Which sort of brings me to Question 3.
I’ve heard many people use the expression “that’s only a midrash.” I don’t like it. Only??? For an interpretation that’s been preserved for thousands of years: transmitted orally, written down (before the printing press, this was a HUGE deal – people were very selective about what they recorded and only the very best and most important was preserved), studied, quoted by Rashi and other giants.
Midrash is part of Torah she b’al peh, Oral Torah, which I believe was received on Har Sinai and transmitted to every generation since. So there’s no “only” here.
But while Rashi had the skills to pick and choose midrashim to support his views; I don't, and neither do most baalei teshuvah - frankly, neither do most FFBs I've met.
On top of which, there is a movement afoot within the frum world to say "the midrash" and mean “a single indisputably authoritative set of comments and stories-behind-the-pshat that precisely supports our current worldview and practices.” Just as there is a trend toward blurring in matters of halacha vs minhag vs chumra (which is the subject of a whole ‘nother potential post), most people teach (especially to kids and baalei teshuva!) pshat and midrash interchangeably.
I don’t like that. I have no disrespect for Rashi or (chas v’shalom!) for the earlier rabbis who transmitted these midrashim, yet I have trouble respecting educators who don’t mention sources and teach single midrashim as if they are the only ones students need concern themselves with.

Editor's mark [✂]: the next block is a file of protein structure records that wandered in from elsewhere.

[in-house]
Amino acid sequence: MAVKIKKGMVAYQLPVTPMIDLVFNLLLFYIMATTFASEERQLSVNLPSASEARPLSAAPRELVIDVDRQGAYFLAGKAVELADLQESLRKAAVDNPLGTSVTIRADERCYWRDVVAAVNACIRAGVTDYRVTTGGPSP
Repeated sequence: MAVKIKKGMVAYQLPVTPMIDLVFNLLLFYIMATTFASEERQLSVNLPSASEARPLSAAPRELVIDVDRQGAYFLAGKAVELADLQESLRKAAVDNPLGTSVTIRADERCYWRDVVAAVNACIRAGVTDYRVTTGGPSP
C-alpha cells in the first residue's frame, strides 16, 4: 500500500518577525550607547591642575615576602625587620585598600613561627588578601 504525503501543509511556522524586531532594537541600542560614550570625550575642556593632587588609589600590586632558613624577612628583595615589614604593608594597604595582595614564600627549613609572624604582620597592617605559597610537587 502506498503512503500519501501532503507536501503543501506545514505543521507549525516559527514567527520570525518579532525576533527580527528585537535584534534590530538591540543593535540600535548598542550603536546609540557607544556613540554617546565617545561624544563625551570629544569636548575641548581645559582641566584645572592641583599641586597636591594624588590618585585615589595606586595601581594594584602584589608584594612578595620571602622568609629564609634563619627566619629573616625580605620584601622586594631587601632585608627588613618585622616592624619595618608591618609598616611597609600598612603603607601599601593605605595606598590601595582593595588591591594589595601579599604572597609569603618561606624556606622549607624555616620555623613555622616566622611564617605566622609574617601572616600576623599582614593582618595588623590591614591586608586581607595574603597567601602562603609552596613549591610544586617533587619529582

Of course many of these traditional midrashim are valuable - for kids and adults - and I also believe that in some cases, the pshat is very hard or even impossible to understand without them. So I don't AVOID midrash, but I want my kids to understand as well the idea of "eilu v'eilu divrei elokim chayim." (these AND these are the words of the living G-d, in case anybody's still reading), in other words: "Some people believed this, others, it's implied (I think), do not."
I do try to bring in many major, ie "popular" midrashim (or, as DovBear would call them, "lucky" midrashim). But I DO want my kids to know that few of these have the same authority as the pshat and that, in fact, some are quite puzzling (Rivka was 3 years old?!?).
Which is how we come to the hidden question, number 2, which I didn’t even NOTICE when I was replying initially:
Question 2) Is this a homeschool thing???
Darn tootin’ right it is! If you are seeing this phenomenon “amongst a lot of homeschoolers” it’s because the Jewish education system out there is substandard, not just at transmitting secular education, which it is, often woefully so (though of course there are exceptional schools that DO get it right!), but at transmitting the nuance and richness of Jewish tradition itself. Ironically, since this is their presumed purpose.
As a homeschooler, I often think about what hard work it is (okay, cynically, I wonder to what extent I’m wasting my time and energy), reinventing the wheel, so to speak, when folks have been educating children Jewishly quite nicely for millennia. We were literate through the middle ages, at a time when nobody but a few Irish monks knew how to read and write – right? We set up a system of yeshivos at the very earliest dawn of our present galus – right? And at a time when women barely had any rights, Sarah Schenirer – right? We have it all, educationally… right?
My personal theory is that in modernizing Jewish education and attempting to embrace the best of secular education (in the name of accreditation, high school diplomas, etc., which are not in themselves bad things), Jewish schools, which did indeed have a time-tested and reliable model, began emulating non-Jewish schools and perhaps also cutting corners, Jewishly, to make room for all the “new” subjects that had to be included. They’ll tell you they haven’t, and indeed, the secular programs may be great or terrible – either way, I believe Jewish education has suffered – or should I say, become more streamlined and efficient.